Feeling the Chill in Paradise

By Al Kamen
Thursday, January 15, 2009

The legendary annual conference of the American Association of Airport Executives in Hawaii -- the aviation event of the year, now wrapping up at the lovely Hapuna Beach Prince Hotel in Kona -- seems to have lost a bit of its luster.

In the old days, you could usually find lawmakers (perhaps Tom Daschle when he was in the Senate), Hill staffers and civil servants from transportation-related agencies mingling with the executives and lobbyists, sunning themselves, taking in the sights and, of course, playing golf.

The conference was always at a premier island resort, with rooms steeply discounted to the government rate, and meetings and policy discussions were confined to the morning hours. Schedules on the Hill were juggled to allow people to attend.

But this year, with Congress in session and lobbyists radioactive, the gathering seems different. "It's a shadow of its former self," our source on the scene reported yesterday. He spotted no lawmakers, no Hill staffers and only a few civil servants, such as Gerald Dillingham, associate director of the Government Accountability Office, who was on the schedule to talk about transportation issues.

Well, maybe next year, when all this ethics stuff dies down.

Warmest Reprieves

President-elect Barack Obama is extending the tours of two Bush administration ambassadors serving in warm and exotic locales, including a major Republican supporter who is particularly close to the outgoing president.

Clifford M. Sobel, President Bush's ambassador to Brazil, will remain in Brasilia for an unspecified period of time beyond Obama's Jan. 20 inauguration. Perhaps Sobel -- a major donor to Bush's presidential campaigns and member of past Republican National Convention platform committees before becoming Bush's ambassador to the Netherlands and later Brazil -- could attend Brazil's Carnival festivities as Obama's ambassador. The party is scheduled for Feb. 21, four days before Ash Wednesday.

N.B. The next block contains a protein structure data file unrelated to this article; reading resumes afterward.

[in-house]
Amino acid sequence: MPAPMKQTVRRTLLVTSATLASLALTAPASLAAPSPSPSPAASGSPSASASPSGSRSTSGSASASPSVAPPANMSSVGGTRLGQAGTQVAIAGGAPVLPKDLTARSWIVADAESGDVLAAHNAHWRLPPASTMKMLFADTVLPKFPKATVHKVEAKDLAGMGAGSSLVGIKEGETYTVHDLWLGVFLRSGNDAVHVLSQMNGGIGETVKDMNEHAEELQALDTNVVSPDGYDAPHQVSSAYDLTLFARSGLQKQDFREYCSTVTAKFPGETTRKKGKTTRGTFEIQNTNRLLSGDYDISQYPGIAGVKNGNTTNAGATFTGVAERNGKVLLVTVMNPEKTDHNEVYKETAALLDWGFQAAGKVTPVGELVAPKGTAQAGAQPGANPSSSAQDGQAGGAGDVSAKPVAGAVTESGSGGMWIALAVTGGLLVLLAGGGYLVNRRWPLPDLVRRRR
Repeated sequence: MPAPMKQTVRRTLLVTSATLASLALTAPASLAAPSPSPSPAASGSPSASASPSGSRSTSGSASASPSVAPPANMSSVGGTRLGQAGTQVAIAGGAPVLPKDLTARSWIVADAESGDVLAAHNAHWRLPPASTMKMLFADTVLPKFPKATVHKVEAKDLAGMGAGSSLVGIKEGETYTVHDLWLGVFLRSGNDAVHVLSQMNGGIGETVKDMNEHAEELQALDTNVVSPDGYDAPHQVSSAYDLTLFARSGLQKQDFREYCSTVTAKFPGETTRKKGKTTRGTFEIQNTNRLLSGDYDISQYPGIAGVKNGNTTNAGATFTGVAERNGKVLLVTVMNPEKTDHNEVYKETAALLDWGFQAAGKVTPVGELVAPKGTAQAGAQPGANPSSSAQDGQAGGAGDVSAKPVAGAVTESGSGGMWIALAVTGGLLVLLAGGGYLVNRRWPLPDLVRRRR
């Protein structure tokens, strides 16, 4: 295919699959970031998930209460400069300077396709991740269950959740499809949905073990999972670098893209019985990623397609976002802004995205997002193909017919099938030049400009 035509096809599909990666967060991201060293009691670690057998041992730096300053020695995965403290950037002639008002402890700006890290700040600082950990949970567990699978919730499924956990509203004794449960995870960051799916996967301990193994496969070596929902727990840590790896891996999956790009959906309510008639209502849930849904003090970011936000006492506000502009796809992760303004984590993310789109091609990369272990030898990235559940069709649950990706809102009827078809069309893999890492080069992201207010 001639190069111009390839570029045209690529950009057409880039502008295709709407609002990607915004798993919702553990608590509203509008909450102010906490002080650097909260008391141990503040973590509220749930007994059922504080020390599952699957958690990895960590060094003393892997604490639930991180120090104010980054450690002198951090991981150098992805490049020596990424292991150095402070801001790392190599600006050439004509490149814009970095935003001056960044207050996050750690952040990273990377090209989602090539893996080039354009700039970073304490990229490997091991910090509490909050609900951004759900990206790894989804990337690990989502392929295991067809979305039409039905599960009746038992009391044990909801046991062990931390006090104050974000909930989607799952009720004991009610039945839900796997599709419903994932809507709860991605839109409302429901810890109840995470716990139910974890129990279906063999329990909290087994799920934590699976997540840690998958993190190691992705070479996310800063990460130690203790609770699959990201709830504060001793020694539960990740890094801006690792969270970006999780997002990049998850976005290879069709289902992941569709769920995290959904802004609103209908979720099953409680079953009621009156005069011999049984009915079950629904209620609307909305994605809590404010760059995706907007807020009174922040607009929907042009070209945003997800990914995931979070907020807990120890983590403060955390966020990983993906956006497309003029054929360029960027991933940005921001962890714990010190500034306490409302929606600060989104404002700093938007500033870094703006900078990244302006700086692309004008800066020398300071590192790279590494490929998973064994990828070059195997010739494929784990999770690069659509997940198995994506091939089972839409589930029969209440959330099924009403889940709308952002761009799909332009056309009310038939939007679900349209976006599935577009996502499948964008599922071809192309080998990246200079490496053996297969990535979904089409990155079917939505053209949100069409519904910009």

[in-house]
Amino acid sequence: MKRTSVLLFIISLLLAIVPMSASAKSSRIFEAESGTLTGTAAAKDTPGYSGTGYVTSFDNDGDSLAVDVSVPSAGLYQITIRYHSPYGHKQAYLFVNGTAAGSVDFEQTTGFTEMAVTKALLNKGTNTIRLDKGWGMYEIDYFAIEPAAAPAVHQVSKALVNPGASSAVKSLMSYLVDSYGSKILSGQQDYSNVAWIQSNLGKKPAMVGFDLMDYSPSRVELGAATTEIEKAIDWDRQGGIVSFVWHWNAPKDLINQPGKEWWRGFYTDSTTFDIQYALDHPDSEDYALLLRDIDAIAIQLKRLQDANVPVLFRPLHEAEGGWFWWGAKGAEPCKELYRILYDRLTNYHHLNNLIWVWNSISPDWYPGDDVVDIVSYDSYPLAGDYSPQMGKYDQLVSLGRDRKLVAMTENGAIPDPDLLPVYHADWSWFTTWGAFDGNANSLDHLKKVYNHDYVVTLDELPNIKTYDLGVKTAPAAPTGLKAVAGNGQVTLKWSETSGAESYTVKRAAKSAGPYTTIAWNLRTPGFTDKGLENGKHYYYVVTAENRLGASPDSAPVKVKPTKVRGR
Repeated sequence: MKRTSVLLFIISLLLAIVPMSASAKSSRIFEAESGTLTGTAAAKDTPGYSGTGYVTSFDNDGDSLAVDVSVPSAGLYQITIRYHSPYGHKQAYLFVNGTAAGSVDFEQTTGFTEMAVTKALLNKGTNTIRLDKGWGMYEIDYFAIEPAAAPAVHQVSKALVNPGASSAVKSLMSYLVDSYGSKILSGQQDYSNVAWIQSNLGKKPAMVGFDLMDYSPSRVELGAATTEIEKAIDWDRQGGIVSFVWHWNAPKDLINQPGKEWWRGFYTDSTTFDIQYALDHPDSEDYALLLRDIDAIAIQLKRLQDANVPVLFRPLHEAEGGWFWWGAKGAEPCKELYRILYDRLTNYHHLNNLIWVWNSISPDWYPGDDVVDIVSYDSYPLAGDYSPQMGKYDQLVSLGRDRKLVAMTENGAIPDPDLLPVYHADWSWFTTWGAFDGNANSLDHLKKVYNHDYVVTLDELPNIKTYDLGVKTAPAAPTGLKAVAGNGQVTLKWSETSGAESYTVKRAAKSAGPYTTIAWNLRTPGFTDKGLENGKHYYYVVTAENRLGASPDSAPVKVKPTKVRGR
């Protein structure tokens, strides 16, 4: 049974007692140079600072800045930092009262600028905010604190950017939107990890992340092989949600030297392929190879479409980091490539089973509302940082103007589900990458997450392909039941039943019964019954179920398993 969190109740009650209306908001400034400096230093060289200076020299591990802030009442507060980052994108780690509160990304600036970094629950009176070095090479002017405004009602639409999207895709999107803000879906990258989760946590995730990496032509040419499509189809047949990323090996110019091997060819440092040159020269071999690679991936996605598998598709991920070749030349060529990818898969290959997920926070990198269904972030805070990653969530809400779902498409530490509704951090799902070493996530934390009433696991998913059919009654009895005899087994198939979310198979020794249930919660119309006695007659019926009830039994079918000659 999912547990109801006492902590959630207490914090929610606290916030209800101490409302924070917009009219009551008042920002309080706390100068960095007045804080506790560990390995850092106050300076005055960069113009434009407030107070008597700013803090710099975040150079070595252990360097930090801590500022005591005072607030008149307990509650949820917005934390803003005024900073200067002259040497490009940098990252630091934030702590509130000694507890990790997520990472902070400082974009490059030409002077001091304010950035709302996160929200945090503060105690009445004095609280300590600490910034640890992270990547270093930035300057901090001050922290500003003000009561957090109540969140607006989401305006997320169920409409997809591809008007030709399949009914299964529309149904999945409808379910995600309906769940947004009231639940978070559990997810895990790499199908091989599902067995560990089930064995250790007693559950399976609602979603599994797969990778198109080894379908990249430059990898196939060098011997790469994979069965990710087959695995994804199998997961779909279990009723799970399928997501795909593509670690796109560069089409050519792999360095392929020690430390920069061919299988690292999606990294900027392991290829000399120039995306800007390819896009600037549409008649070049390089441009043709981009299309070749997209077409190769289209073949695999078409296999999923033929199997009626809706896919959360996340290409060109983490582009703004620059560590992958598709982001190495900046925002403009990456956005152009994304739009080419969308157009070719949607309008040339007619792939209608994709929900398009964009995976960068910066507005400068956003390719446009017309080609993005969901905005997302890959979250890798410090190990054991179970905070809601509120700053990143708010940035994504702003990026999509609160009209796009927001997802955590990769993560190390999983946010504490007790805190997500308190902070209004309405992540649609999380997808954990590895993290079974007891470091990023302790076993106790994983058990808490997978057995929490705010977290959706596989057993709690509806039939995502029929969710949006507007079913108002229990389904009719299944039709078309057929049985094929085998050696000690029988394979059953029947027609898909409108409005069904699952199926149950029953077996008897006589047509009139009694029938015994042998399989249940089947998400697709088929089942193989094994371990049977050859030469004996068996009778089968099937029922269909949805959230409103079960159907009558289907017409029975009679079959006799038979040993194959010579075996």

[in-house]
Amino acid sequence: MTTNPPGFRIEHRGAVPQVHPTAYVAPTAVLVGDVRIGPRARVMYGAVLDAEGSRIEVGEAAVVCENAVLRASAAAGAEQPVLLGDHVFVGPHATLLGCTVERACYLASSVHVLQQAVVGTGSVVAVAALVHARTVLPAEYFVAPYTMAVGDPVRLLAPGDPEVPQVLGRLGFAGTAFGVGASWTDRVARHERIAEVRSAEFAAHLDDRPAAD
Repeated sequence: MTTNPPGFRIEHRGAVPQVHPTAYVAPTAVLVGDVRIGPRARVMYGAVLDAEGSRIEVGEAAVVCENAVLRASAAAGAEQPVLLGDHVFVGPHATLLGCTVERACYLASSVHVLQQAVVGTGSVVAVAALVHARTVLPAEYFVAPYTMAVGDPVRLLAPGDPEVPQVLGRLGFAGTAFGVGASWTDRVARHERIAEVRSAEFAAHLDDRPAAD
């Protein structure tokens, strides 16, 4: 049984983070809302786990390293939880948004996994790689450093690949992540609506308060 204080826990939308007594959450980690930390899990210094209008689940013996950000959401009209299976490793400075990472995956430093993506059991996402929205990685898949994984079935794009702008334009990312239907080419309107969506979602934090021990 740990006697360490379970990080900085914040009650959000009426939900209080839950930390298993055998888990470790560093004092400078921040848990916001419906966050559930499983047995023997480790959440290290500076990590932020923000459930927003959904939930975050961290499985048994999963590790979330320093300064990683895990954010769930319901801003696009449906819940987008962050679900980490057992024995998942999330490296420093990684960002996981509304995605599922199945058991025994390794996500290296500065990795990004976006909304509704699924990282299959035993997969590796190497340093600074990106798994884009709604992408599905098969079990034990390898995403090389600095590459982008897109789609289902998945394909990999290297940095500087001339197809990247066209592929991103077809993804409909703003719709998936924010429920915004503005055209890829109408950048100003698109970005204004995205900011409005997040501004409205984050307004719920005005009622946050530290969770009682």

Asked why Obama decided to extend Sobel's term, Lisa Kubiske, deputy chief of mission at the embassy, said only: "There's nothing personal. It's all work." We had heard that Sobel had urged he be allowed to remain to ensure continued smooth relations with that country.

In Bermuda, meanwhile, Consul General Gregory W. Slayton will remain in his post. We had heard he had noted some family scheduling issues in his request, but that couldn't be confirmed. An aide in Hamilton confirmed that Slayton is sticking around the island but said, "We can't speak about it."

Every U.S. ambassador, as is the tradition every four years, was instructed by the outgoing president after the November election to submit a letter of resignation. It is the incoming president's choice whether to accept the resignations or ask ambassadors to stay on while a successor is confirmed, a process that can take several months at least. If Obama rejects an extension, the senior career officer at the embassy usually takes over in the interim.

Obama's ruling is "a personnel decision as well as a policy decision," said State Department spokesman Gordon Duguid.


Speaking of transportation, there appear to be a fair number of openings in that department. There's talk that Peter Rogoff, a senior aide on the Senate Appropriations Committee aviation subcommittee, may be in the mix for a top spot, perhaps a deputyship.

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